Regular as Clockwork

DHA nutritionists explain why it’s important to build a healthy eating routine.

Gulf News 9/16/19

Melissa N. Laska (OPC Co-director) and her colleagues wrote in the journal Public Health Nutrition, “Meal routines and practices were significantly associated with young adults’ dietary patterns, suggesting that ways in which individuals structure mealtimes and contextual characteristics of eating likely influence food choice.”

Research Brief: Study suggests body dissatisfaction begins before adolescence, remains constant into adulthood

Up to 46 percent of adolescents in the United States report feeling dissatisfied with their bodies, which can lead to eating disorders, obesity, poor mental health, and other serious problems. A study involving University of Minnesota School of Public Health data and researchers found evidence that body dissatisfaction begins before adolescence and remains constant at least until age 30. Additional recent Research Briefs include “A novel cellular process to engulf nano-sized materials” and “High fat foods can increase CBD absorption into the body.”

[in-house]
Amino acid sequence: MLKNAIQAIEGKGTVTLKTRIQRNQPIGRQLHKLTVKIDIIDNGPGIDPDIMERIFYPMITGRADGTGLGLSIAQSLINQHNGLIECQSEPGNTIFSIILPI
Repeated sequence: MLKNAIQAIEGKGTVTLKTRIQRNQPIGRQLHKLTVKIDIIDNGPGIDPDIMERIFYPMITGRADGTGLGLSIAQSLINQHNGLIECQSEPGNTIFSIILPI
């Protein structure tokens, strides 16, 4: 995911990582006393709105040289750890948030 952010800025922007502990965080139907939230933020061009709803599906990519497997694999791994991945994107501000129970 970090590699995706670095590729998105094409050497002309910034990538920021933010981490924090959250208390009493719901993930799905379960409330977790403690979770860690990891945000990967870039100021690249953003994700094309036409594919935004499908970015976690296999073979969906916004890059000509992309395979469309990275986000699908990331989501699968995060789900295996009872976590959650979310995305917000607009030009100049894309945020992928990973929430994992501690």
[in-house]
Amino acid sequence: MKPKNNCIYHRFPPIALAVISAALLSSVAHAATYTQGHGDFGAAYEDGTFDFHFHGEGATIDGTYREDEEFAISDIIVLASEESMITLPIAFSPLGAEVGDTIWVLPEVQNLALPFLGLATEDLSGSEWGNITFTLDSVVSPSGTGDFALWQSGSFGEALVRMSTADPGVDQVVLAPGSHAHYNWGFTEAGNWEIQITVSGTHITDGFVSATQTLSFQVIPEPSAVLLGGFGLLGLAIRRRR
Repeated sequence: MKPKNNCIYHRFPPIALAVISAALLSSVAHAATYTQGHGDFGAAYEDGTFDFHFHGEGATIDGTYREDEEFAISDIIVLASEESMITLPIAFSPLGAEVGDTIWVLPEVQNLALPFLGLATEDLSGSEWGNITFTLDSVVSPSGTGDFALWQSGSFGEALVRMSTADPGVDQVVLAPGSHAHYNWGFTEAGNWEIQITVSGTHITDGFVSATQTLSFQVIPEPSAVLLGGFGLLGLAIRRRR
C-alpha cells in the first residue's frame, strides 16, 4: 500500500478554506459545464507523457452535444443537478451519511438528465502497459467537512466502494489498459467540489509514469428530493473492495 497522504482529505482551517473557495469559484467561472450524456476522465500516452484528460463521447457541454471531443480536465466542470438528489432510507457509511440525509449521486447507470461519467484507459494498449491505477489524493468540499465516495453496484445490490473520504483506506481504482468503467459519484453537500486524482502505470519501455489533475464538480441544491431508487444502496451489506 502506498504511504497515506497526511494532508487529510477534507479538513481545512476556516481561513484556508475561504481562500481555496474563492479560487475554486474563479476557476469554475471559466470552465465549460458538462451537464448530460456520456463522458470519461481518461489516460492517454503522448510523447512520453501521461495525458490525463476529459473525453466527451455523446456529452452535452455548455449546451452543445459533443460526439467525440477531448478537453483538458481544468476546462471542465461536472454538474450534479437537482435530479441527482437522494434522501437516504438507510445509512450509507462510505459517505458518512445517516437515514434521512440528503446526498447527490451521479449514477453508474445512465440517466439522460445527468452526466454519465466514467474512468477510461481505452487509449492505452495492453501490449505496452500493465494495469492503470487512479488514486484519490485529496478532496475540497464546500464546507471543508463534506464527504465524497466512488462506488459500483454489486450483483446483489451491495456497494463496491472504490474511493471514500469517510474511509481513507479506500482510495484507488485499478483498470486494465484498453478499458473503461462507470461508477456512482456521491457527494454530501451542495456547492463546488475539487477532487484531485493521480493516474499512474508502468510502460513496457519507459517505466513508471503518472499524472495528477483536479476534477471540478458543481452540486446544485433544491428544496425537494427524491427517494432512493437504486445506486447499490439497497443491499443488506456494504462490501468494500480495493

. . . Survey data analyzed from 1,455 Project EAT participants

Laska receives U’s Evans Award

Melissa Laska, Obestiy Prevent Center Co-director and Professor in the Div. of Epidemiology and Community Health, has earned the 2019 Sara Evans Faculty Woman Scholar/Leader award from the Office of the Executive Vice President and Provost and the Women’s Center. The award recognizes women faculty at the University of Minnesota-Twin Cities who have achieved significant national and international accomplishments and honors and who contribute as leaders on campus.

HFHL: 2018 Native American Nutrition Conference Report

Last October, more than 600 people from 38 states, three countries and more than 100 different tribes attended the Third Annual Conference on Native American Nutrition in Minnesota. This annual conference series is the only one in the world solely devoted to the food and nutrition of Indigenous peoples. It brings together tribal officials, researchers, practitioners and others to discuss the current state of Indigenous and academic scientific knowledge about Native nutrition and food science, and identify new areas of work. READ the 2018 nutrition conference report here: